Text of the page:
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Monday, December 12, 2011

The Industry's Recovery: The Devil is in the Details

...I'll cheer when the glass is half full...
The media claims the auto industry as a bright spot in our recovery. If this is good news ... well, read on.
First, sales remain well below peak; we will close out the year as a whole with less than 13 million sales, against a peak SAAR [industry jargon: seasonally adjusted annual rate] of 17 million. So we're still down 24%. Nevertheless, the glass is at least half full, because that's 30% better than the sub-10 million unit level of late 2008-early 2009.
That story is grimmer when we examine the value of motor vehicle and parts shipments; they are still  down a full 33%. But again, at $30 billion shipments are still up 30% from their nadir.
 
Quarterly data from the FRED database of the Federal Reserve Bank of St. Louis. Click graphs to enlarge.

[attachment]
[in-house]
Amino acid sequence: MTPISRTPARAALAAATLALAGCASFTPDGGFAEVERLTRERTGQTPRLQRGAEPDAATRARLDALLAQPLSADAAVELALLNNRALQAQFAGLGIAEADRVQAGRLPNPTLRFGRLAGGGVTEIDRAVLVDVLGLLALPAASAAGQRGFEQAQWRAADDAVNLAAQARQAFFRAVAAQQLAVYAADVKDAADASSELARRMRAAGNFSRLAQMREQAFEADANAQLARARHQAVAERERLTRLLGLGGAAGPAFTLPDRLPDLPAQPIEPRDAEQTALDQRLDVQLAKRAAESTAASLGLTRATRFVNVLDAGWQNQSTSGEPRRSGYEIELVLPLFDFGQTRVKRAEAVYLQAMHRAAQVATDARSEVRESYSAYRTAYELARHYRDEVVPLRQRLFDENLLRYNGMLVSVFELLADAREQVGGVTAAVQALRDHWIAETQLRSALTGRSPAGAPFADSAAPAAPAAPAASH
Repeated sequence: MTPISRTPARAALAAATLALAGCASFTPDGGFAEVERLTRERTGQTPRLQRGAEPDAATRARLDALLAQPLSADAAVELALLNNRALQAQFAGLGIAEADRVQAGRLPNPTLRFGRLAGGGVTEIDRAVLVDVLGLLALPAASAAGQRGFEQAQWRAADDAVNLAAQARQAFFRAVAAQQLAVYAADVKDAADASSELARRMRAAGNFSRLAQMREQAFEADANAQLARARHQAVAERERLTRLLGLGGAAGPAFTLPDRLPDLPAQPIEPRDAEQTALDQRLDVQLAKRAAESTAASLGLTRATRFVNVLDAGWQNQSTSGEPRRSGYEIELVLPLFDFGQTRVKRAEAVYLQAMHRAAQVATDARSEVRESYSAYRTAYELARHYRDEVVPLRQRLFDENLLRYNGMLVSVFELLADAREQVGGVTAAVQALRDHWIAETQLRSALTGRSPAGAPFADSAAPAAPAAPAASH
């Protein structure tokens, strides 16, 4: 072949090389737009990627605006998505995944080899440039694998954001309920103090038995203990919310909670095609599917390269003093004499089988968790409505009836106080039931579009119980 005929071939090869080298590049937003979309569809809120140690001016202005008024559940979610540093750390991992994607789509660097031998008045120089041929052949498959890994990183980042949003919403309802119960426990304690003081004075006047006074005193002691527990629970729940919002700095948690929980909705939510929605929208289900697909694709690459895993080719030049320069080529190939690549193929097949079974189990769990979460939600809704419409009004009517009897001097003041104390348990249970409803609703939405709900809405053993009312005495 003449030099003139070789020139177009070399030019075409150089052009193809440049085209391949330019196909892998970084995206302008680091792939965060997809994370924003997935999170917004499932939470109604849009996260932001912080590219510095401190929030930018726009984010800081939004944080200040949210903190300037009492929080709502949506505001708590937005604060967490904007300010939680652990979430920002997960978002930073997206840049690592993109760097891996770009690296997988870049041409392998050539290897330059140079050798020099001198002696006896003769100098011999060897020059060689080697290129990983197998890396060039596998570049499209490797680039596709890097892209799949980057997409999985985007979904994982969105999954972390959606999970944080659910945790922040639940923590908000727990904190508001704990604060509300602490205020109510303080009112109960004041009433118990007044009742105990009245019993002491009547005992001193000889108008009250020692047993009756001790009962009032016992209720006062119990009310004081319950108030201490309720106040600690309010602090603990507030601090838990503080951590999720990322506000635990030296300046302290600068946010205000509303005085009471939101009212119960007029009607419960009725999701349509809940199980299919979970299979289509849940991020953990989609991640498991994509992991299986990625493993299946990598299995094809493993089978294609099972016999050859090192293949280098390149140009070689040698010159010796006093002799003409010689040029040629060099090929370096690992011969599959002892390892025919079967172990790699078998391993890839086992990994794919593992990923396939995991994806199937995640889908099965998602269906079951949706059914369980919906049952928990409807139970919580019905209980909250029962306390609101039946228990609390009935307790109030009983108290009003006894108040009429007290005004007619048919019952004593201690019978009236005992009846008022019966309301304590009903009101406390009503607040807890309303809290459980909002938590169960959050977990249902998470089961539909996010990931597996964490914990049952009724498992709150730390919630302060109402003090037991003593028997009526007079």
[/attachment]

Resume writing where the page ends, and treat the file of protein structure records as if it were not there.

Well, then there's employment. That's up, by about 80,000 in retail and 90,000 in manufacturing. Given the abysmal state of our job market that's something for which we should be thankful. But again, it's from a really, really low base. Well into 2007 manufacturing employed over 1.0 million; compared to January 2007, at nadir the industry had lost 400,000 jobs. Retail saw less of a drop in percentage terms, about 15%, but compared to January 2007, in absolute terms employment at the nadir at dealerships shrank by about 246,000 and parts retailers by 58,000. If we combine the two, January 2007 employment was 2.94 million; the nadir was 2.25 million. Today (Nov 2011) we're at 2.40 million.
Generated by Smitka from BLS data. Click graphs to enlarge.
In the auto sector, retail and manufacturing, we've added 150,000 jobs. Not bad. But we were down 680,000. So at +22% we've not even regained a quarter of what we lost. It's not that things could be worse; things have been much worse.
I'll cheer when the glass is half full.
Mike Smitka
Professor of Economics, Washington and Lee University
Judge, Automotive News PACE "Supplier of the Year" competition